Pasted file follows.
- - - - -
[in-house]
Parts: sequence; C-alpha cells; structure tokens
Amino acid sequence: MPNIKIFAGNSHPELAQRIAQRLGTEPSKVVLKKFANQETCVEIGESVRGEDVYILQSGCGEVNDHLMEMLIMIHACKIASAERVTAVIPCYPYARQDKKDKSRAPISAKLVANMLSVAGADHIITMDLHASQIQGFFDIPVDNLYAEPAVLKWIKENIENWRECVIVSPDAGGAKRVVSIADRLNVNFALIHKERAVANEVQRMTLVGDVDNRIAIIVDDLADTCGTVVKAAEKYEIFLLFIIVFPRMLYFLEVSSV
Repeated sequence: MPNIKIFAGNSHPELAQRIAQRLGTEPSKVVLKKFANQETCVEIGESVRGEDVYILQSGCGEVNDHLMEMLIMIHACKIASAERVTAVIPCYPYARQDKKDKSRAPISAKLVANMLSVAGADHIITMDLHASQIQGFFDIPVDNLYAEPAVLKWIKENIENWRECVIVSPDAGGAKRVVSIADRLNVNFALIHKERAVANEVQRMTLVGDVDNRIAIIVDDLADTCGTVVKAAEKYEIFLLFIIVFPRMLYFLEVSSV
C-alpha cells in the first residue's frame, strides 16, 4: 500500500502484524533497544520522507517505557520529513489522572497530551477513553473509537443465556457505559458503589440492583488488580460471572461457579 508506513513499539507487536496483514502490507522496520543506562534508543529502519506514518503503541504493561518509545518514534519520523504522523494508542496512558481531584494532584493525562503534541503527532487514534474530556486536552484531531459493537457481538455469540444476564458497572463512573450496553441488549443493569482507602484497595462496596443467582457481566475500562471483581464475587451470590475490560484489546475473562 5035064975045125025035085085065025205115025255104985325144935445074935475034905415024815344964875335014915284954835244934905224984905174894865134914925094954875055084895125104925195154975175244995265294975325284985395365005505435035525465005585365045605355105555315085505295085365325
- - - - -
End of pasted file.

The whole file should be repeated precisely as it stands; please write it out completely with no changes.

[in-house]
Parts: sequence; C-alpha cells; structure tokens
Amino acid sequence: MPNIKIFAGNSHPELAQRIAQRLGTEPSKVVLKKFANQETCVEIGESVRGEDVYILQSGCGEVNDHLMEMLIMIHACKIASAERVTAVIPCYPYARQDKKDKSRAPISAKLVANMLSVAGADHIITMDLHASQIQGFFDIPVDNLYAEPAVLKWIKENIENWRECVIVSPDAGGAKRVVSIADRLNVNFALIHKERAVANEVQRMTLVGDVDNRIAIIVDDLADTCGTVVKAAEKYEIFLLFIIVFPRMLYFLEVSSV
Repeated sequence: MPNIKIFAGNSHPELAQRIAQRLGTEPSKVVLKKFANQETCVEIGESVRGEDVYILQSGCGEVNDHLMEMLIMIHACKIASAERVTAVIPCYPYARQDKKDKSRAPISAKLVANMLSVAGADHIITMDLHASQIQGFFDIPVDNLYAEPAVLKWIKENIENWRECVIVSPDAGGAKRVVSIADRLNVNFALIHKERAVANEVQRMTLVGDVDNRIAIIVDDLADTCGTVVKAAEKYEIFLLFIIVFPRMLYFLEVSSV
C-alpha cells in the first residue's frame, strides 16, 4: 500500500502484524533497544520522507517505557520529513489522572497530551477513553473509537443465556457505559458503589440492583488488580460471572461457579 508506513513499539507487536496483514502490507522496520543506562534508543529502519506514518503503541504493561518509545518514534519520523504522523494508542496512558481531584494532584493525562503534541503527532487514534474530556486536552484531531459493537457481538455469540444476564458497572463512573450496553441488549443493569482507602484497595462496596443467582457481566475500562471483581464475587451470590475490560484489546475473562 5035064975045125025035085085065025205115025255104985325144935445074935475034905415024815344964875335014915284954835244934905224984905174894865134914925094954875055084895125104925195154975175244995265294975325284985395365005505435035525465005585365045605355105555315085505295085365325